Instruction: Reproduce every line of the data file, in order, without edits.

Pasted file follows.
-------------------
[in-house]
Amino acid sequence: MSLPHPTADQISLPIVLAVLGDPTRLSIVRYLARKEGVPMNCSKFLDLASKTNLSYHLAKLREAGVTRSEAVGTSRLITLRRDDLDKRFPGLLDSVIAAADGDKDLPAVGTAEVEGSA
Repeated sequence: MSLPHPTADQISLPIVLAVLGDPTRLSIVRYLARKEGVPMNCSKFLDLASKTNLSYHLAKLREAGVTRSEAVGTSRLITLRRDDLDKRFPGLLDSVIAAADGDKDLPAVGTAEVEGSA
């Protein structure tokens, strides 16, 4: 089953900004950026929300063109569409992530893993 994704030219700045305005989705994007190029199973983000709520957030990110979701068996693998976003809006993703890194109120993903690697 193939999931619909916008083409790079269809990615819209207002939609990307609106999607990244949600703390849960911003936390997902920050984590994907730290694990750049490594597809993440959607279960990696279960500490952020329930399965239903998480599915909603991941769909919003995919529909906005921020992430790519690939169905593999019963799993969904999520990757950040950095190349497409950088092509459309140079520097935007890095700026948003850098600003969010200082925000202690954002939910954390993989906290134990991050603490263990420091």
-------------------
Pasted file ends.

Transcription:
[in-house]
Amino acid sequence: MSLPHPTADQISLPIVLAVLGDPTRLSIVRYLARKEGVPMNCSKFLDLASKTNLSYHLAKLREAGVTRSEAVGTSRLITLRRDDLDKRFPGLLDSVIAAADGDKDLPAVGTAEVEGSA
Repeated sequence: MSLPHPTADQISLPIVLAVLGDPTRLSIVRYLARKEGVPMNCSKFLDLASKTNLSYHLAKLREAGVTRSEAVGTSRLITLRRDDLDKRFPGLLDSVIAAADGDKDLPAVGTAEVEGSA
């Protein structure tokens, strides 16, 4: 089953900004950026929300063109569409992530893993 994704030219700045305005989705994007190029199973983000709520957030990110979701068996693998976003809006993703890194109120993903690697 193939999931619909916008083409790079269809990615819209207002939609990307609106999607990244949600703390849960911003936390997902920050984590994907730290694990750049490594597809993440959607279960990696279960500490952020329930399965239903998480599915909603991941769909919003995919529909906005921020992430790519690939169905593999019963799993969904999520990757950040950095190349497409950088092509459309140079520097935007890095700026948003850098600003969010200082925000202690954002939910954390993989906290134990991050603490263990420091």